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Addressing the 'skills gap' for business and industry remains one of the challenges.

With soaring job growth and an unemployment rate of 3.8 percent — Oregon's lowest since 1976 — our state mirrors the country's ongoing, robust economic expansion.Mark Mitsui

Such momentum creates a wealth of opportunities, as well as challenges: like a skills gap for business and industry in search of a trained, educated and diverse workforce to fill open positions at their companies and organizations. Their need presents a "sweet spot" for Oregon's community colleges, partly because of the diversity of our students and also because of our expertise with Career Technical Education, or CTE, and our ability to produce that talent — if we have the funding and employer partnerships necessary.

CTE is a proven method to maintain economic success by meeting workforce needs and giving students the skills required to succeed professionally. It's also the focus of research — specifically, by Georgetown University, which took a look at CTE in Oregon (Georgetown University Center on Education and the Workforce, Certificates in Oregon: A Model for Workers to Jump-Start or Reboot Careers, 2018).

Researchers found that the number of certificates awarded by our community colleges has more than tripled since 2007, with most growth tagged to short-term certificates. Certificate holders younger than 29 were found to experience significant wage increases. They tended to be Pell Grant recipients, with less work experience and lower earnings.

The study also determined that certificates typically increase earnings by 19 percent, or $5,000; that disciplines like business and health offer the best wage premiums; and that certificates serve as a crucial bridge for career transitions.

Short-term certificate programs are suited to adult students, particularly if they result in "stackable" credentials - meaning that credits earned at one level apply to the next level of training. The average Portland Community College student is 28 years old and works while attending school. Certificate programs are well suited to their busy lives and also reflect the increasing pace of "upskilling" needed in the workplace given rapid technological change occurring in today's jobs.

In my work at PCC, I talk with or meet employers daily, from a variety of high growth CTE fields — welding, health information management, software development, manufacturing and industrial technology, to name a few — who are desperate for educated, skilled workers. Their companies boast middle skill jobs that pay well, offer potential for career advancement, and are automation- and recession-resistant.

And their problem is that locally, they can't find enough of the talent they need with the necessary training. So, they import that talent to bridge the gap.

Oregon's 17 community colleges are united in tackling this dilemma. Together, we've submitted a state-funding proposal that, if backed, will significantly increase the number of skilled graduates from CTE programs across the state, ready to enter high wage occupations. In essence, the skills gap Oregon is experiencing will be bridged; business and industry will have access to the educated labor they need — locally.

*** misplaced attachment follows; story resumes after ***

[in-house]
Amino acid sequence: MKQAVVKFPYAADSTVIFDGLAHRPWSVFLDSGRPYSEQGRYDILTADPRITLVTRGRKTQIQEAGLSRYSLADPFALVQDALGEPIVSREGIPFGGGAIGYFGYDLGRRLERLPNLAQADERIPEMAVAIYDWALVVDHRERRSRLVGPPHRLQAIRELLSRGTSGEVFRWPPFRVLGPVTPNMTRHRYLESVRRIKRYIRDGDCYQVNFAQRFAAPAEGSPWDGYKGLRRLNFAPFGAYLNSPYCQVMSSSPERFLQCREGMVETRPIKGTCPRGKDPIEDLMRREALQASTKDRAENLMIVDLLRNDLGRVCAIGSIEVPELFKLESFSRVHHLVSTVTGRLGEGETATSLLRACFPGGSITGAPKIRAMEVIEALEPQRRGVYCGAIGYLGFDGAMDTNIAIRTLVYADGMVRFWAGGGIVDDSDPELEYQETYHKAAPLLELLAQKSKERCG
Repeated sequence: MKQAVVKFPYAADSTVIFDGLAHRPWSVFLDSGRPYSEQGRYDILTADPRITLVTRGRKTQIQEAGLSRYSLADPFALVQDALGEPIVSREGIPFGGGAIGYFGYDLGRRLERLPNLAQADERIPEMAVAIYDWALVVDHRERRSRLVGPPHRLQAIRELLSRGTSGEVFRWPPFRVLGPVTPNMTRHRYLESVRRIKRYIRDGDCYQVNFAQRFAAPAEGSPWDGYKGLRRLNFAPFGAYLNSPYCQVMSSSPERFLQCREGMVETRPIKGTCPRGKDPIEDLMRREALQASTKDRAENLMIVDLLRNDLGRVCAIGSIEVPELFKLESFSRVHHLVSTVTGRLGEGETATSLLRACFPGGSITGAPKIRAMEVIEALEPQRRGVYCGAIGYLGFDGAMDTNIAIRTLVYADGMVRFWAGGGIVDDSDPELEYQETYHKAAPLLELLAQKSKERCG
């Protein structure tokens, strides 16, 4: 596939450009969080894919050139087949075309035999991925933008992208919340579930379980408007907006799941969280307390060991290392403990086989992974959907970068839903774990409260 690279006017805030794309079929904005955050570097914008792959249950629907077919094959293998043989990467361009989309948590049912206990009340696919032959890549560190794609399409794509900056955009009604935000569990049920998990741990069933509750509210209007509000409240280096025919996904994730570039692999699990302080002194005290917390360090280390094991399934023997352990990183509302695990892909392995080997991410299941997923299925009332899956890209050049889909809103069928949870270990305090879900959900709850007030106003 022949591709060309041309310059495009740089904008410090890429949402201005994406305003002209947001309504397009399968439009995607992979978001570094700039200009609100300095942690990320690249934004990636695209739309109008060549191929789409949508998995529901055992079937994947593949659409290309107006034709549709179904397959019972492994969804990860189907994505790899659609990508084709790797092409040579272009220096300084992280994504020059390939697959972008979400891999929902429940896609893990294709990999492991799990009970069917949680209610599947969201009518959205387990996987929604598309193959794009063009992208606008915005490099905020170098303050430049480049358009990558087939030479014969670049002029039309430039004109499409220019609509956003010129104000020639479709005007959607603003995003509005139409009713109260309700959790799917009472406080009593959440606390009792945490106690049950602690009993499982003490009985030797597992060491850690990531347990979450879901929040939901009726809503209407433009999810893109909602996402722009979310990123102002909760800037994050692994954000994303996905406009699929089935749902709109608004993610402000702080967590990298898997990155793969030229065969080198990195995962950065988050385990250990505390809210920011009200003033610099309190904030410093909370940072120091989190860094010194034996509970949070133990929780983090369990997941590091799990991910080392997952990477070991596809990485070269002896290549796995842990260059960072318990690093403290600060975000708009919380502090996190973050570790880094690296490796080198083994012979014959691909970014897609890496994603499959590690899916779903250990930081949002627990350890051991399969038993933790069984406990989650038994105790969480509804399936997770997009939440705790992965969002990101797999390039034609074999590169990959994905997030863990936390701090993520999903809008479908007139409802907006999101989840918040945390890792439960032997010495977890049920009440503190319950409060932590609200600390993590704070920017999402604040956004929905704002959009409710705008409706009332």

An added benefit is that such support will simultaneously increase completion rates among first-generation, low-income, highly diverse cohorts of students — leading to an increase in the diversity of the workforce.

Funding is half the battle, though. Employer partnerships are crucial to solving the skills gap and building on the economic success we're experiencing. The creation of work-based learning opportunities like apprenticeships, internships and co-operative education agreements are ways to do this. They braid CTE training with employer input so that curriculum, training practices and job skills meet industry demands.

PCC has developed a first-of-its-kind registered apprenticeship with Madden Industrial Craftsmen. Madden will serve as the country's first staffing firm to offer a registered apprenticeship training program, with PCC's oversight. At the end of the program, employees will receive apprenticeship and academic credentials recognized across the country.

Another example is PCC's role as the training center partner in the Oregon Manufacturing Innovation Center project in Scappoose, geared toward the development of advanced manufacturing talent. The goal is to closely align applied research and development led by industry and university partners with PCC's hands-on "earn and learn" apprenticeship training.

Our community is at a critical point — and one that inspires us to meet workforce needs by bridging the skills gap, and to offer students access to greater opportunity. By way of increased state funding and industry partnerships, CTE can successfully address such challenges head-on.

Mark Mitsui is president of Portland Community College. This column appeared in The Times newspaper in October.

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